Green press-moulded wares, Republic of China (& earlier)

It is the very lovely variations in green glaze which make this pattern and pieces so beguiling. This pattern is easy to recognise as the decoration is applied before the glaze and is moulded, leaving a pattern in relief. Then the glaze is blown through a straw or other device onto the moulded form and fired, leaving a slightly thicker, deeper coloured glaze on the non-raised portion of the decoration.

This particular Late Qing and Republic version is quite distinct in that only a few patterns are used and the mould does not have high relief so that the pattern is often quite subtle.

The Patterns

 Of the 35 examples shown here the patterns which are moulded are as follows:

  • a Qilong amongst a floral scroll with moulded keyfret (24) = 66%
  • a Bao Xiang Hua or lotus scroll version (8) = 22% (one with a double shou character)
  • a stacked keyfret pattern (2) = 6%
  • a bat & beribboned coin version 1 = 3%
  • a prunus blossom pattern 1 = 3%

The Origins

 Press-moulding (or techniques similar) with these scroll patterns and scale has been used on ceramics since at least the Qianlong period, usually with a celadon ground. They are rare, high end vases and the like. Mid Qing (Daoguang and Jiaqing) pieces are also found with the more turquoise shadings. It should be noted that most monochrome celadon wares which show relief are incised or carved rather than moulded.

BR 307

BR 307 closeup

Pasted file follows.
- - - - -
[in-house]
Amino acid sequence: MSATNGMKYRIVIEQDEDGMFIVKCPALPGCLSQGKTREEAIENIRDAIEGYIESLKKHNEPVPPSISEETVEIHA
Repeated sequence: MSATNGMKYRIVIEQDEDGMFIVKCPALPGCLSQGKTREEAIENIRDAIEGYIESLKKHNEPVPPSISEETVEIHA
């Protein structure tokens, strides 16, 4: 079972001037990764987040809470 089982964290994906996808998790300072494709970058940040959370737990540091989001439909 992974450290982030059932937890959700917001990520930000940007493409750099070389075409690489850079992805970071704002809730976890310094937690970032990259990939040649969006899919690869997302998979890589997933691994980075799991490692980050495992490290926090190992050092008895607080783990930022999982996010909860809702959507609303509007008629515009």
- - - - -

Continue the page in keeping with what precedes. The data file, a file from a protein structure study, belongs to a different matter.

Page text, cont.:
This mark & period Qianlong vase was sold at Christies in 2009. Provenance: removed from the Summer Palace, Beijing in 1860, by reputeLord Loch of Drylaw (1821-1900), by repute Alfred Morrison MP (1821-1897) and thence by descent to Lord Margadale of Islay. The ground is described as ‘crisply moulded in shallow relief’ (as opposed to carved or incised, thus this is probably moulded in some way).

The Marks and Dating

As you will see in the images below there are a range of marks, with most coming from private companies, particularly the Jiujiang Guang Hua company. There are some earlier pieces, with a peach and bat mark, handwritten Guangxu and a handwritten Qianlong seal mark, all late Qing in my opinion. The rest are Republic period, except for the Xuantong hallmarked example and the Jingdezhen circle mark, the latter being earliest PRC.

Press-moulded mark statistics, from 35 examples

Private company         10

Qianlong 6      H         5

S          2

Qianlong 6 seal H       3

Qianlong 4      S          4

Guangxu 6      H         1

S          1

Jiaqing 6 H                  1

Daoguang 6 seal H      1

Jurentang Zhi Seal H 1

‘CHINA’                    1

Jingdezhen (circle)      1

Peach & bat Red         1

Hallmark Xuantong    1

No mark                      2

Published Examples

  1. From The Complete Collection of Porcelain of Jiangxi Province: Porcelain of the Qing Dynasty

Complete Coll Jiangxi Slip Cast Qing (1) (250x245) Complete Coll Jiangxi Slip Cast Qing (3) (246x250) Complete Coll Jiangxi Slip Cast Qing (4) (400x317)

2. From The Complete Collection of Porcelain of Jiangxi Province: Porcelain from the year 1912-1949 (I)